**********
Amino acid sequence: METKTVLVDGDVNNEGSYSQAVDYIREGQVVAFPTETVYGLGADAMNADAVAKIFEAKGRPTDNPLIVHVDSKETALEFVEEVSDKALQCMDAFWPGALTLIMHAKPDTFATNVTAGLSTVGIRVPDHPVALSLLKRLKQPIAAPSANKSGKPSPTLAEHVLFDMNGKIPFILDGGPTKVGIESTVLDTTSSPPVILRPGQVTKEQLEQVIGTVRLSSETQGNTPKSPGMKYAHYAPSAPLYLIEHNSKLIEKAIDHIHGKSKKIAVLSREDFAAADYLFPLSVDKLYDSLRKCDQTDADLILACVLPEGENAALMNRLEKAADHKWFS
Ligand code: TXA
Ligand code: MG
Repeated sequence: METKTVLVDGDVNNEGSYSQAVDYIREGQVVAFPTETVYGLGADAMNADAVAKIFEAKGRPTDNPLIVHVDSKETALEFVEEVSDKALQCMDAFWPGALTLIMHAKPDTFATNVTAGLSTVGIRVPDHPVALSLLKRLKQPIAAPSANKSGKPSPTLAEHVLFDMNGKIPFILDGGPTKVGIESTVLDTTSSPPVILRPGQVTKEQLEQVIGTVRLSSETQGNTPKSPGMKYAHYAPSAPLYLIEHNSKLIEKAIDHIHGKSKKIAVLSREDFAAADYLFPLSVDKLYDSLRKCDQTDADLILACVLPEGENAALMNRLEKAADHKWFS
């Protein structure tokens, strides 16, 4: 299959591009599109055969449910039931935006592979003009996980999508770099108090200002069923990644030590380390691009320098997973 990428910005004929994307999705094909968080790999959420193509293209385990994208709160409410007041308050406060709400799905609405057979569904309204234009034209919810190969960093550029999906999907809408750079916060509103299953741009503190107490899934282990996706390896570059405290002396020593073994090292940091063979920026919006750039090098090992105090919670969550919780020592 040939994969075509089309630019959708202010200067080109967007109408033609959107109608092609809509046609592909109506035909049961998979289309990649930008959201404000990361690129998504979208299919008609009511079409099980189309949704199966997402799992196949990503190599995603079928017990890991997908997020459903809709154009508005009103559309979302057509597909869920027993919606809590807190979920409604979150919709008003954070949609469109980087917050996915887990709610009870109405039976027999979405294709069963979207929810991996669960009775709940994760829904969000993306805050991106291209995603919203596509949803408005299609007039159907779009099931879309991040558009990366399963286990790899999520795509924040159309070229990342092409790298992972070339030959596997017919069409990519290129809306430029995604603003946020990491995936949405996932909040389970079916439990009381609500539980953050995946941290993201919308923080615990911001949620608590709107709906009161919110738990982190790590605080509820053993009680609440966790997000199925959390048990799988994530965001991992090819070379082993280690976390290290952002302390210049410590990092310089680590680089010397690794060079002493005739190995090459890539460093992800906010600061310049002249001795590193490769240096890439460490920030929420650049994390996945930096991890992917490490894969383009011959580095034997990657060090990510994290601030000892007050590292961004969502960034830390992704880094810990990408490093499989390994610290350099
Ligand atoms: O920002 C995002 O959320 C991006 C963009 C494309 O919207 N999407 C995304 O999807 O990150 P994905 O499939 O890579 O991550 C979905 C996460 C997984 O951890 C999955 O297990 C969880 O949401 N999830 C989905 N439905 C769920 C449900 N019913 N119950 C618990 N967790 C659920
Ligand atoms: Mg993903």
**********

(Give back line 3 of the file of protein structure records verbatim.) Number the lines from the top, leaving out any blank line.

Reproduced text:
Ligand code: MG